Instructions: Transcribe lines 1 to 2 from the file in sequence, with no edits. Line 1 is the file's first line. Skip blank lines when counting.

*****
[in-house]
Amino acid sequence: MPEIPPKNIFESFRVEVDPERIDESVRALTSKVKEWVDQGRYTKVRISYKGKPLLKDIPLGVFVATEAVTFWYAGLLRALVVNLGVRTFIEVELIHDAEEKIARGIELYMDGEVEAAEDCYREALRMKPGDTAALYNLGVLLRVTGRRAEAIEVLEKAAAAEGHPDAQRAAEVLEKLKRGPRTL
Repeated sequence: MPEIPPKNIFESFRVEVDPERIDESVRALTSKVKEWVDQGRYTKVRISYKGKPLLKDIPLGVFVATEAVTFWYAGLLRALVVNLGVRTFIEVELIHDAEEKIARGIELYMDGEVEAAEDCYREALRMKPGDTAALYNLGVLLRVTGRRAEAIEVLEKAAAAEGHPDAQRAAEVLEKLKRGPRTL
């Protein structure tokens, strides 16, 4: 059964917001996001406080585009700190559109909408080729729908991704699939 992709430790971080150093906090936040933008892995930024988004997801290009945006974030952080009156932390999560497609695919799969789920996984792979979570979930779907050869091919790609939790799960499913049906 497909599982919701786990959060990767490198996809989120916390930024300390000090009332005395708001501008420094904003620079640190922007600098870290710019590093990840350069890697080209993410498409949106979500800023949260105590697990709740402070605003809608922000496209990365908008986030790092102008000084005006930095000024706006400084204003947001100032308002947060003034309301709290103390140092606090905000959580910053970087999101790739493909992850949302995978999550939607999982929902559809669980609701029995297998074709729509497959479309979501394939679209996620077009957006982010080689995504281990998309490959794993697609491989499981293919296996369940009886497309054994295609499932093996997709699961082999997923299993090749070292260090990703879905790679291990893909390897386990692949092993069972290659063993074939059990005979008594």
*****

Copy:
[in-house]
Amino acid sequence: MPEIPPKNIFESFRVEVDPERIDESVRALTSKVKEWVDQGRYTKVRISYKGKPLLKDIPLGVFVATEAVTFWYAGLLRALVVNLGVRTFIEVELIHDAEEKIARGIELYMDGEVEAAEDCYREALRMKPGDTAALYNLGVLLRVTGRRAEAIEVLEKAAAAEGHPDAQRAAEVLEKLKRGPRTL